Just a couple months after meeting, R. Ring did their first show. “Someone asked us to get up there, and that’s what we did… We had fun, which was the most important thing… It was a totally open-ended thing,” Montgomery explains, “Like, this isn’t a band, there’s nothing proper hanging over us… It’s the idea that we could do something just for our own amusement and enjoy the process. That’s what the first show and the genesis of the band was all about.”
“Yeah, and it’s kind of been keeping that,” agrees Deal. “Because especially in this day and age, you hear plenty about the industry. It really is all about the process more than ever. More than ever. It really is like, ‘are you enjoying it? Are you enjoying who you’re hanging with? Are you enjoying the process of creating music? Playing with somebody else. You know, getting in a van and driving somewhere with somebody. Because that’s a really wonderful thing.”
Montgomery agrees, “This is what the album is about. This is what the podcast is about. Talking to you right now is as much a part of being in a band; it’s as key or as relevant or as focus-worthy as anything else. Doing music is really about making art and creation and expression a part of your life. So anyone that’s involved, whether you’re a poster silkscreener, or photocopying things at Kinkos, or a journalist—”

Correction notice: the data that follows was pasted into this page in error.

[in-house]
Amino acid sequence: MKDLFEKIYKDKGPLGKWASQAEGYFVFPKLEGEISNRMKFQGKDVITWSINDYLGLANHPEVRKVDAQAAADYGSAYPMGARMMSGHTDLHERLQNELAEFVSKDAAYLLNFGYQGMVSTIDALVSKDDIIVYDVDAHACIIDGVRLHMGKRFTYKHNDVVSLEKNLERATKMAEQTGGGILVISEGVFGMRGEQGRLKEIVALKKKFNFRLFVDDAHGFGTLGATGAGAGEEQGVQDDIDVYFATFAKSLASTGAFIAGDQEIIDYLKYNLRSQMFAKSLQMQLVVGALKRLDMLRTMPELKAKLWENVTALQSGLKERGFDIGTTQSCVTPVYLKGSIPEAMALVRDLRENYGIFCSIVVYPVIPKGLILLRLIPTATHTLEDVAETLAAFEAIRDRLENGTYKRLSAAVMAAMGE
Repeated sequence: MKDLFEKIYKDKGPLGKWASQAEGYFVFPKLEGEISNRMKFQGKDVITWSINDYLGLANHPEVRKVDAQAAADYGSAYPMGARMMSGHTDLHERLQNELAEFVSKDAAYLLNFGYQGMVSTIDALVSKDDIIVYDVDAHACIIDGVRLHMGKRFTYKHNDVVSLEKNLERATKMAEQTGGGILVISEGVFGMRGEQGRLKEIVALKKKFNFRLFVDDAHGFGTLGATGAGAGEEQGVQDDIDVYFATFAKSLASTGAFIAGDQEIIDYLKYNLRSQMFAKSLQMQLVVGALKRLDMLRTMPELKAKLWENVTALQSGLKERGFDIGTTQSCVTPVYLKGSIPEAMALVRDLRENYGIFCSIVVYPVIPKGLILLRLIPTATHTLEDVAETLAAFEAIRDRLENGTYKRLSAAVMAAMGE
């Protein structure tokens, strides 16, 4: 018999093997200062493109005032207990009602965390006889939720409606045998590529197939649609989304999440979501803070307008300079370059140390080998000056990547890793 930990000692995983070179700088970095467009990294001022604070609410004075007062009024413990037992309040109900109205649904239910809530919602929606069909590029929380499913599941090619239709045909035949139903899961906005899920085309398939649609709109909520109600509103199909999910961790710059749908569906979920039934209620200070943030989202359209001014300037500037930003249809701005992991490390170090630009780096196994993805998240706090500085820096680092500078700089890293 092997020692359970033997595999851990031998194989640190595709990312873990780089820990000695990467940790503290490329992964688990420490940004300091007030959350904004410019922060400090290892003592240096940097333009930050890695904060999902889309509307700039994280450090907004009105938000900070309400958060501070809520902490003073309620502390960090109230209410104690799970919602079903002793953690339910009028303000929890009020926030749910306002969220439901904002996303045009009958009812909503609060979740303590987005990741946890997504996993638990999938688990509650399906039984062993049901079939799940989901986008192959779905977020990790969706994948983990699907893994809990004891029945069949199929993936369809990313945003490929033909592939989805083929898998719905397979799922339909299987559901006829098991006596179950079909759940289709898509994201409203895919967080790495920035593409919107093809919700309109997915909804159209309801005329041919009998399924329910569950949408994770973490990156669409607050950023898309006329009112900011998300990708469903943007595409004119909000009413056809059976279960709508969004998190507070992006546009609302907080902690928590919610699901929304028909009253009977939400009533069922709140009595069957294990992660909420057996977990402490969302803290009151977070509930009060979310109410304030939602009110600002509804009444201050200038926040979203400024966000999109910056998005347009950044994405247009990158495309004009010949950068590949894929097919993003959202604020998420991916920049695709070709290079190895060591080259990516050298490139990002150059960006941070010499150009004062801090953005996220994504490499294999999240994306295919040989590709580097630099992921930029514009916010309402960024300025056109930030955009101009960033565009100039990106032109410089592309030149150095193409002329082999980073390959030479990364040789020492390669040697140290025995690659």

“Or a photographer,” chimes Deal.
“All of that stuff. All of these interactions, these relationships, this humanity is really like a small experience of the creation of a song,” Montgomery continues. “It’s not just playing a song live at a show, it’s everything that goes into it. All the neat people we meet along the way… from the person selling tickets to the roadie to the bartender to the opening act to the mechanic who did the oil change. All of that stuff, that is music to Kelley and I. And that’s what R. Ring is about, acknowledging that music is woven into the fabric of your life. A band is not defined by the narrow parameters of a single, an EP, a record, a tour. Being in a band is really your life.”
“There’s a lot of collaboration and cooperation that needs to take place, so you might as well enjoy it and you might as well surround yourself with people that you like being around,” he says.
This holistic outlook and openness led them to the musicians who play with them at shows and on album tracks, including drummer Laura King and cellist Lori Goldston.
Montgomery met King a couple years ago when she bought an R. Ring t-shirt online and his small one-man operation forgot to send it, so she emailed to remind him. “They just got to talking,” says Deal. “So when we went on tour last year, we had her band, Flesh Wounds, open some shows on the east coast. That’s how we started hanging with her.”
“Now we’re like soulmates,” agrees Montgomery. “We’re on a team. We’re buddies.” He recalls that King was “instrumental in pulling (the song Cutter) together” while recording the Ignite the Rest album, when he and Deal weren’t sure it was shaping up.